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Math Help - absolute trig integral

  1. #1
    Member akhayoon's Avatar
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    absolute trig integral

    Hi, I'm getting really weird answers for the answer of this integral

    \int_{0}^{\pi}|\frac{1}{2}+cosx|~dx
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  2. #2
    Forum Admin topsquark's Avatar
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    Quote Originally Posted by akhayoon View Post
    Hi, I'm getting really weird answers for the answer of this integral

    \int_{0}^{\pi}|\frac{1}{2}+cosx|~dx
    \int_{0}^{\pi} \left | \frac{1}{2}+cosx \right | ~dx = \int_0^{2\pi/3}\left ( \frac{1}{2} + cos(x) \right )~dx - \int_{2\pi/3}^{\pi} \left ( \frac{1}{2} + cos(x) \right )~dx

    I get \sqrt{3} + \frac{\pi}{6}.

    -Dan
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    is up to his old tricks again! Jhevon's Avatar
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    Quote Originally Posted by akhayoon View Post
    Hi, I'm getting really weird answers for the answer of this integral

    \int_{0}^{\pi}|\frac{1}{2}+cosx|~dx
    remember what absolute values mean. |x| = \left \{ \begin{array}{cc} x & \mbox{ if } x \ge 0 \\ & \\ -x & \mbox{ if } x < 0 \end{array} \right.

    thus we need to find where our function (without absolute values) is negative, and negate its integral on that region. we can find that 1/2 + cos(x) is negative for [2pi/3, pi], thus:

    \int_0^{\pi} \left| \frac 12 + \cos x \right|~dx = \int_0^{\frac {2 \pi}3} \left( \frac 12 + \cos x \right)~dx - \int_{\frac {2 \pi}3}^{\pi} \left( \frac 12 + \cos x \right)~dx
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  4. #4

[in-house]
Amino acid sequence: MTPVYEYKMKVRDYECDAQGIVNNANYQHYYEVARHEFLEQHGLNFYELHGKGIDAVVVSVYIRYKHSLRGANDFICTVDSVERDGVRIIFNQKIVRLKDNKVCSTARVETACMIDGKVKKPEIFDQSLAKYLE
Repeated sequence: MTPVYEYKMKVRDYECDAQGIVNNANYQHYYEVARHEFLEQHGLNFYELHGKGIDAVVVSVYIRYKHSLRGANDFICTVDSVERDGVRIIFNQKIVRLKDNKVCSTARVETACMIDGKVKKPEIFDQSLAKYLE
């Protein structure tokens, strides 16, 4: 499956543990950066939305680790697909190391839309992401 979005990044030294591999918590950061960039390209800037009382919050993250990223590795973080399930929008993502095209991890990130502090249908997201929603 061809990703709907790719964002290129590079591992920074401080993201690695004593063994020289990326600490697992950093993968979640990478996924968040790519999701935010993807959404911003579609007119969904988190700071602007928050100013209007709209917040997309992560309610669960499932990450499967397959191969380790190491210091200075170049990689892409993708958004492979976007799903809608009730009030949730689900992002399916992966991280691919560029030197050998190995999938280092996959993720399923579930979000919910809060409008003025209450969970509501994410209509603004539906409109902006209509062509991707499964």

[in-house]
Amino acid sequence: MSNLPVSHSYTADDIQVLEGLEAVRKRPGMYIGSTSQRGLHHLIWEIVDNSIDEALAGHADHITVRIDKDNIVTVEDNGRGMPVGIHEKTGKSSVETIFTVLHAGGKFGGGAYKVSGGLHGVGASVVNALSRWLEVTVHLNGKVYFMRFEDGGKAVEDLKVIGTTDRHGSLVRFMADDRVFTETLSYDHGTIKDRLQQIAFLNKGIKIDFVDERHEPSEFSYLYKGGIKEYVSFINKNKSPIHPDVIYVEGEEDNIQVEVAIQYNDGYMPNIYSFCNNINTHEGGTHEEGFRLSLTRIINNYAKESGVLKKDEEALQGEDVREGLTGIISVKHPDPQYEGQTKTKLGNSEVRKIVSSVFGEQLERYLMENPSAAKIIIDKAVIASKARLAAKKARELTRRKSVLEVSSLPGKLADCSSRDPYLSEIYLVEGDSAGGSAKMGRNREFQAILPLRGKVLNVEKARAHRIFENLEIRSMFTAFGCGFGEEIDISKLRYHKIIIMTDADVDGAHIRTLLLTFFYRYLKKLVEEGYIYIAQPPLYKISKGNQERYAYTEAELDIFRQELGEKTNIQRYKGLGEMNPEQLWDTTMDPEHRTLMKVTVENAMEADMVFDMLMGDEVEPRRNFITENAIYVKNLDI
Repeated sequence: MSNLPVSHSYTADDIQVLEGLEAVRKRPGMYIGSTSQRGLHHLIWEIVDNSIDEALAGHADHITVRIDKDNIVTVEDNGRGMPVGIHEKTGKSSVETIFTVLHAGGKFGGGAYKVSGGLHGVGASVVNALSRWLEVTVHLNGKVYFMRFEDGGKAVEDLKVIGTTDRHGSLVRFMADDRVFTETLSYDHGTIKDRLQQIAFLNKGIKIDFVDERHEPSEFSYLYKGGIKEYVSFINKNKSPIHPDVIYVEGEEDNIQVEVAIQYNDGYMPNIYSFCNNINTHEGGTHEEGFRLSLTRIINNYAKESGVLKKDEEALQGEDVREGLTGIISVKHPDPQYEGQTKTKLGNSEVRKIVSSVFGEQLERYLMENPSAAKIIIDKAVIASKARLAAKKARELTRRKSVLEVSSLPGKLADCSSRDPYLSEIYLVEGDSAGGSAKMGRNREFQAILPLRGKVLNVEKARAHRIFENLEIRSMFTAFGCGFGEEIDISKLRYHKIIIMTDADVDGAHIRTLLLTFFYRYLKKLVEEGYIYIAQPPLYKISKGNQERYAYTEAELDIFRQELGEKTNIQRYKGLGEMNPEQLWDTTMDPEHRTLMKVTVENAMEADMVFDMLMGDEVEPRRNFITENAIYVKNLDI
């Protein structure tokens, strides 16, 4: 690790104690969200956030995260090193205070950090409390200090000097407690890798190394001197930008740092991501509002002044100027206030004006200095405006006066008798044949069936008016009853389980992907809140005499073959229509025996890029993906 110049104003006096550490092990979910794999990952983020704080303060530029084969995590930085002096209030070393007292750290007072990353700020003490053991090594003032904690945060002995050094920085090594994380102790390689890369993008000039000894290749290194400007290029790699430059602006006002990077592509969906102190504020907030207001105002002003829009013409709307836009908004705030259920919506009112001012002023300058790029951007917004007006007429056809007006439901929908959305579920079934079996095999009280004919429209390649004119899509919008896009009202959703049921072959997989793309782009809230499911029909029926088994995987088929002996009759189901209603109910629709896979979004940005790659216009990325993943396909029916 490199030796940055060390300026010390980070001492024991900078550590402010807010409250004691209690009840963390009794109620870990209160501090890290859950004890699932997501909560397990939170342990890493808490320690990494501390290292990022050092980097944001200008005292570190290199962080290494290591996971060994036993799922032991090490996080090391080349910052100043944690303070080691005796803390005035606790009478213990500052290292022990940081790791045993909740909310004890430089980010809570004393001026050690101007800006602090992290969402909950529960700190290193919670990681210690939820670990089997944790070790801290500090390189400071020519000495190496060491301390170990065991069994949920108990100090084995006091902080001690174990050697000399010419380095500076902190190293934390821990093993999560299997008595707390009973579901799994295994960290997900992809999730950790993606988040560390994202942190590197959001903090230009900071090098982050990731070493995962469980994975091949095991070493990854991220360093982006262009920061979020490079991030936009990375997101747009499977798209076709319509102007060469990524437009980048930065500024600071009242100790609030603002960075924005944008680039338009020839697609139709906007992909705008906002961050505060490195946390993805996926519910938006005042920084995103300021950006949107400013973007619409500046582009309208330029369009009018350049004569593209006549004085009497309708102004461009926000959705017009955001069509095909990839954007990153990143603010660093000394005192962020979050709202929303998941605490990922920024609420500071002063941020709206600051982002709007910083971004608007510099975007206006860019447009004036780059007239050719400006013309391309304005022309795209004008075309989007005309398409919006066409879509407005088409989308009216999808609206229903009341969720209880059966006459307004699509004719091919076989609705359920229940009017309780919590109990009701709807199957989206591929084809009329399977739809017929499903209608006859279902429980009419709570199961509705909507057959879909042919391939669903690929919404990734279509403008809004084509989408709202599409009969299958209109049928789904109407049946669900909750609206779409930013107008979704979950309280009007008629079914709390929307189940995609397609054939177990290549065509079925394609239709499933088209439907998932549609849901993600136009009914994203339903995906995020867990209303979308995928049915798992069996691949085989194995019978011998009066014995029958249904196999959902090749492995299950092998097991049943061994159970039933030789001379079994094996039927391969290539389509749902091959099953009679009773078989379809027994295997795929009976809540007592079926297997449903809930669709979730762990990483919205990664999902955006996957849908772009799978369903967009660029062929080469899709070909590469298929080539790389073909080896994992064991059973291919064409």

Member akhayoon's Avatar
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    oh so does the whole 1/2+cosx change to -1/2-cosx?

    or does just cosx change to -cosx
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    is up to his old tricks again! Jhevon's Avatar
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    Quote Originally Posted by akhayoon View Post
    oh so does the whole 1/2+cosx change to -1/2-cosx?

    or does just cosx change to -cosx
    notice that we have 1/2 + cos(x) in brackets with a minus sign in front of it. what does that mean?
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  6. #6
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    Hello, akhayoon!

    Did you make a sketch?


    \int_{0}^{\pi}\left|\frac{1}{2}+\cos x\right|\,dx

    It is the cosine curve raised a half-unit.
    Code:
            |
            *
            |:::*
            |:::::*
            |::::::*
            |:::::::
            |:::::::*
            |::::::::       π
         ---+--------o------+---
            |        ↑*::::::
            |        ↑  *::::
            |       2π/3    *
            |

    I totally agree with Dan's integrals and his final answer.

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